Fr. Robert Barron of Word on Fire provides a compelling and concise response to the most recent coverage of the abuse scandal. As expected, his take is worth a read. His post also has a good summary of some of the relevant Catholic coverage.
Here’s Fr. Barron’s response to the issues of “defrocking” a priest and the problem of analyzing past decisions of Church prelates in the light of current information:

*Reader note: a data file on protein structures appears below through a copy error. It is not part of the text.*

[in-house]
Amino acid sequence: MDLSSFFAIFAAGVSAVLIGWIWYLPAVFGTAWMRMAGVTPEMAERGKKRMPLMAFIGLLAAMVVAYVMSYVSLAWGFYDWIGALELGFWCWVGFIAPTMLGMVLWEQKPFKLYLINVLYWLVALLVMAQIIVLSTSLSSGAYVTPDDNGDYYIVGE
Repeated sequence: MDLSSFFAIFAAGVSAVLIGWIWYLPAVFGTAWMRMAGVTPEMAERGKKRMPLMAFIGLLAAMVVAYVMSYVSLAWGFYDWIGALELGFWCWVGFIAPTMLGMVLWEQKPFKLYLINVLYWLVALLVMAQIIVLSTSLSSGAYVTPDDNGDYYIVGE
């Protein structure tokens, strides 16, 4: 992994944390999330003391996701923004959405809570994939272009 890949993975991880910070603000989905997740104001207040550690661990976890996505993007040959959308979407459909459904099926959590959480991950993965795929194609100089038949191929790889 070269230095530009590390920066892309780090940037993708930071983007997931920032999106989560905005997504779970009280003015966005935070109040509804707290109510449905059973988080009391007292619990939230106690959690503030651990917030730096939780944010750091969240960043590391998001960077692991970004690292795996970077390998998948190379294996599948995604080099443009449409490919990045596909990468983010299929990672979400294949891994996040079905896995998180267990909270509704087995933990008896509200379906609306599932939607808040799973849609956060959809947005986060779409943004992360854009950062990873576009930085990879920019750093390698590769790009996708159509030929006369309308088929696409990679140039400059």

I feel it is important to make two points in particular. First, the insinuation that by delaying or, as alleged, refusing to “defrock” a priest, Benedict is somehow obstructing justice or “looking the other way” is absurd. The formal removal of a man from the priesthood is the last and most drastic disciplinary action that the Church can take and it is done, appropriately, only after long consideration, consultation and due process. But there are many much more expedient ways, shy of “defrocking,” to remove a priest from ministry or contact with children. In the Milwaukee and Oakland cases, for example, this was done even if the priests in question had not been “defrocked.” The implication that Joseph Ratzinger was trying to find a way to “protect” abusers or to abet their abuse is simply a calumny. And the second point is this: it is extremely problematic and unfair to retroject what we currently know about the sexual abuse of children by priests or any other adult back twenty, thirty, forty or fifty years and use our current knowledge about the phenomenon to indict church officials of the time. Prior to the early 1990’s, most people in the Church and in the culture at large were unaware or only beginning to come to grips with the prevalence of this horror and the high rate of recidivism among abusers. Accordingly, many leaders- and not just in the Church- felt that sex offenders could be treated pharmacologically or therapeutically and then returned to their former lives and occupations. Many bishops throughout the 1970’s and 1980’s sent priest abusers to treatment centers and received reports from therapists recommending that priests could be safely returned to ministry. God knows that we have learned from painful experience how utterly inadequate this approach was, but it seems unfair to hold bishops to standards that developed much later. I find the suggestion that bishops and cardinals were intentionally and with malice aiding and abetting the sexual molestation of children to be an outrageous accusation. Were they uninformed, naive, imprudent, indecisive, and, in some cases, far too willing to trust psychological and legal counsel? Sure. Should those prelates whose lack of proper judgement led to the victimization of so many have to accept personal responsibility for their actions? Yes. But were they consciously fostering sex abuse? No.